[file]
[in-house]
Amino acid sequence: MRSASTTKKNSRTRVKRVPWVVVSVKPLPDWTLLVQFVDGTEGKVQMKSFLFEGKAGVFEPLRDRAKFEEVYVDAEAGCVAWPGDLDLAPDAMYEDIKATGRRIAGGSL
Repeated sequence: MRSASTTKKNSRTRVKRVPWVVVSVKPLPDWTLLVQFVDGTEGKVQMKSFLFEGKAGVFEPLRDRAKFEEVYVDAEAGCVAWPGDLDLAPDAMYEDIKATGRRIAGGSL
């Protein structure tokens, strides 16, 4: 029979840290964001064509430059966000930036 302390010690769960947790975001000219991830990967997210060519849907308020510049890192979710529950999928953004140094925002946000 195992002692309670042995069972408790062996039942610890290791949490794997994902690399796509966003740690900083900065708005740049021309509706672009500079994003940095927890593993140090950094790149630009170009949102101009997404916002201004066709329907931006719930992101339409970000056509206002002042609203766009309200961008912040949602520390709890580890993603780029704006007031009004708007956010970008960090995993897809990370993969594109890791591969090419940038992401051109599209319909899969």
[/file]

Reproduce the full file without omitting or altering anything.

[in-house]
Amino acid sequence: MRSASTTKKNSRTRVKRVPWVVVSVKPLPDWTLLVQFVDGTEGKVQMKSFLFEGKAGVFEPLRDRAKFEEVYVDAEAGCVAWPGDLDLAPDAMYEDIKATGRRIAGGSL
Repeated sequence: MRSASTTKKNSRTRVKRVPWVVVSVKPLPDWTLLVQFVDGTEGKVQMKSFLFEGKAGVFEPLRDRAKFEEVYVDAEAGCVAWPGDLDLAPDAMYEDIKATGRRIAGGSL
């Protein structure tokens, strides 16, 4: 029979840290964001064509430059966000930036 302390010690769960947790975001000219991830990967997210060519849907308020510049890192979710529950999928953004140094925002946000 195992002692309670042995069972408790062996039942610890290791949490794997994902690399796509966003740690900083900065708005740049021309509706672009500079994003940095927890593993140090950094790149630009170009949102101009997404916002201004066709329907931006719930992101339409970000056509206002002042609203766009309200961008912040949602520390709890580890993603780029704006007031009004708007956010970008960090995993897809990370993969594109890791591969090419940038992401051109599209319909899969």